Slip and Fall Attributed to Black Ice

Slip and Fall Attributed to Black IceAn Illinois woman has filed a personal injury lawsuit against the owners of a building where she allegedly tripped on black ice.

Marilyn Gilmer claims that in January 2009, she was visiting a building owned by defendant National Vision, the St. Clair Record reports. As Gilmer was approaching the entrance to the store, she slipped on an accumulation of black ice near the door and sustained severe and permanent injuries, the suit states.

According to the lawsuit, the black ice had accumulated in front of the entrance when melted snow dripped down from the roof and froze overnight. National Vision is accused of negligence in allowing this alleged water leak and in failing to remove the black ice by applying salt to the area. Gilmer seeks compensatory damages for the injuries she allegedly sustained as a result of the defendant's actions. She is represented by a personal injury attorney.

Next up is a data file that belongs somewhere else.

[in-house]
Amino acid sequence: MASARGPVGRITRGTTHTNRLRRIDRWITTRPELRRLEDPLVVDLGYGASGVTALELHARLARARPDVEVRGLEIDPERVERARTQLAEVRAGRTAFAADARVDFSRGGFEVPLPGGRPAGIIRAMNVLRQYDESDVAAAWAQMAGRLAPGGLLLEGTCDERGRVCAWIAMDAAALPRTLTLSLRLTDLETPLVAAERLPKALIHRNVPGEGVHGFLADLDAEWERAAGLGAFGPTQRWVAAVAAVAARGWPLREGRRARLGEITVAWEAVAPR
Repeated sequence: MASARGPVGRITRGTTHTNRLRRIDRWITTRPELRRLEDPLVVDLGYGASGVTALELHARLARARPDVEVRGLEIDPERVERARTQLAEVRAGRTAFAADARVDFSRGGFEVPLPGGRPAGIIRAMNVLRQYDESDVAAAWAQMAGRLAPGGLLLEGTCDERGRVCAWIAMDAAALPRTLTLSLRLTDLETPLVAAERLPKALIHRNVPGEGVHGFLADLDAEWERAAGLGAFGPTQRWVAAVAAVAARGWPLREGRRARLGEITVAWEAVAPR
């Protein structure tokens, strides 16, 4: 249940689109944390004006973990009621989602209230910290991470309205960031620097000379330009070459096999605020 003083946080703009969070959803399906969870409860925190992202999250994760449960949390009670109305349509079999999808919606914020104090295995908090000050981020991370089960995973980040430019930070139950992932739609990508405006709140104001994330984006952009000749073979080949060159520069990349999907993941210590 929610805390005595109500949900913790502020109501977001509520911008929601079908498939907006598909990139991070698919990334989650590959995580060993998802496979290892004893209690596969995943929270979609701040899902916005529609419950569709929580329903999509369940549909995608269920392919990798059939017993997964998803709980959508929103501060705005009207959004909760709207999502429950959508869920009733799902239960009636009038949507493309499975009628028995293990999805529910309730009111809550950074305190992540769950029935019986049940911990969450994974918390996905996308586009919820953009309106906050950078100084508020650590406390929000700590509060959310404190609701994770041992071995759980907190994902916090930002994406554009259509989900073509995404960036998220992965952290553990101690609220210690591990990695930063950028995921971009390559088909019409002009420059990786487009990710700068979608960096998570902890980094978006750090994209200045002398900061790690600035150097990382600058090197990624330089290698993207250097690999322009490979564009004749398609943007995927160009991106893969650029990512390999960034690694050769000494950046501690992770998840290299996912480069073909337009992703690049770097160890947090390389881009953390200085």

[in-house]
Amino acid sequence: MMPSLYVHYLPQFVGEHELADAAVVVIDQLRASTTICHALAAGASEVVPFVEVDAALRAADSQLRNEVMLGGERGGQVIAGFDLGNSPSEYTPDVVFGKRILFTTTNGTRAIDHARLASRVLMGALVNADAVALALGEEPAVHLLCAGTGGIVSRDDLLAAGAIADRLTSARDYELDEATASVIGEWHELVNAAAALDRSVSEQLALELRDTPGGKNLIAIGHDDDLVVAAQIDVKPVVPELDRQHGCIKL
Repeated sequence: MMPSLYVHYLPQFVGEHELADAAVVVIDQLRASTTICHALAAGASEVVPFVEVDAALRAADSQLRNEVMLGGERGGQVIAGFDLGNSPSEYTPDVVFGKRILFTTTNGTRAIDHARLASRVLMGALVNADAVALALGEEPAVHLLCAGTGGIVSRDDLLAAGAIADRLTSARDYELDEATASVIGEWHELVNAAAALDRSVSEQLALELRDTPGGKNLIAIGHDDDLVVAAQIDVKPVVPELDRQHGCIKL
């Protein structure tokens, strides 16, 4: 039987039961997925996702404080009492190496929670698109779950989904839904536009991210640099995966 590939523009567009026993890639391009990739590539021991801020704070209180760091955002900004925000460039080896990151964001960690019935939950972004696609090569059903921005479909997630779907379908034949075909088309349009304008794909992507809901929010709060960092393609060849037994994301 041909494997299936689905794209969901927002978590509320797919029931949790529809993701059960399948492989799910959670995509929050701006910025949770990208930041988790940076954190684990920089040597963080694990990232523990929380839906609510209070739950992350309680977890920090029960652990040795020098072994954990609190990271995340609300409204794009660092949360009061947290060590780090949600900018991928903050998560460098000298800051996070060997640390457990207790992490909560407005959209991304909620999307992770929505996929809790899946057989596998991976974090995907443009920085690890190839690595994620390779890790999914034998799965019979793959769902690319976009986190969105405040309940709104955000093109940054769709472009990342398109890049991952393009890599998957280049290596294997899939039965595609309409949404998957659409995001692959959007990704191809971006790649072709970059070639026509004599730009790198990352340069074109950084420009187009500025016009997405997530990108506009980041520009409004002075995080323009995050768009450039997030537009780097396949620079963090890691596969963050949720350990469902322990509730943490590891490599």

Black ice refers to a thin coating of glazed ice on a surface. The ice itself is not actually black, but the absence of ice pellets, snow or sleet in the ice makes it virtually transparent. When it accumulates on an asphalt roadway, it appears black and is known for being especially dangerous, as it is difficult for drivers to detect.